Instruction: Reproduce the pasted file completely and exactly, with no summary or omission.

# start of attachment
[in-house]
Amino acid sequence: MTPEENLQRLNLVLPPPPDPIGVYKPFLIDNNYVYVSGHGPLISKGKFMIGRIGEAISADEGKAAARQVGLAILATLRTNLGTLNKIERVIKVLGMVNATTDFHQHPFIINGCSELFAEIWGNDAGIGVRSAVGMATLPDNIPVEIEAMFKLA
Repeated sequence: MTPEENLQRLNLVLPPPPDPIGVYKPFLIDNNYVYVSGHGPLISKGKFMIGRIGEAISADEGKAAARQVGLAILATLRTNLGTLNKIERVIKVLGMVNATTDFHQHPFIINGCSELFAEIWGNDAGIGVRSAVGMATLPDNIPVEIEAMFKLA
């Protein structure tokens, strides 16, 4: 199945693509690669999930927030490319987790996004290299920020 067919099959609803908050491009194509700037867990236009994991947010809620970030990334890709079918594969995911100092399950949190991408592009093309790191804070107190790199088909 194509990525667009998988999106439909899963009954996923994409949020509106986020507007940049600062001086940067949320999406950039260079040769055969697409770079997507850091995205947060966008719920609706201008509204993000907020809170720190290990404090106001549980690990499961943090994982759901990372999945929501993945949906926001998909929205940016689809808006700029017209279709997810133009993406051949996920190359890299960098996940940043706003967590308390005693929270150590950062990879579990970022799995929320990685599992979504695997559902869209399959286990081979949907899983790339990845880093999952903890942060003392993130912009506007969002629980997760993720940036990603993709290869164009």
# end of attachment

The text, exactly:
[in-house]
Amino acid sequence: MTPEENLQRLNLVLPPPPDPIGVYKPFLIDNNYVYVSGHGPLISKGKFMIGRIGEAISADEGKAAARQVGLAILATLRTNLGTLNKIERVIKVLGMVNATTDFHQHPFIINGCSELFAEIWGNDAGIGVRSAVGMATLPDNIPVEIEAMFKLA
Repeated sequence: MTPEENLQRLNLVLPPPPDPIGVYKPFLIDNNYVYVSGHGPLISKGKFMIGRIGEAISADEGKAAARQVGLAILATLRTNLGTLNKIERVIKVLGMVNATTDFHQHPFIINGCSELFAEIWGNDAGIGVRSAVGMATLPDNIPVEIEAMFKLA
């Protein structure tokens, strides 16, 4: 199945693509690669999930927030490319987790996004290299920020 067919099959609803908050491009194509700037867990236009994991947010809620970030990334890709079918594969995911100092399950949190991408592009093309790191804070107190790199088909 194509990525667009998988999106439909899963009954996923994409949020509106986020507007940049600062001086940067949320999406950039260079040769055969697409770079997507850091995205947060966008719920609706201008509204993000907020809170720190290990404090106001549980690990499961943090994982759901990372999945929501993945949906926001998909929205940016689809808006700029017209279709997810133009993406051949996920190359890299960098996940940043706003967590308390005693929270150590950062990879579990970022799995929320990685599992979504695997559902869209399959286990081979949907899983790339990845880093999952903890942060003392993130912009506007969002629980997760993720940036990603993709290869164009």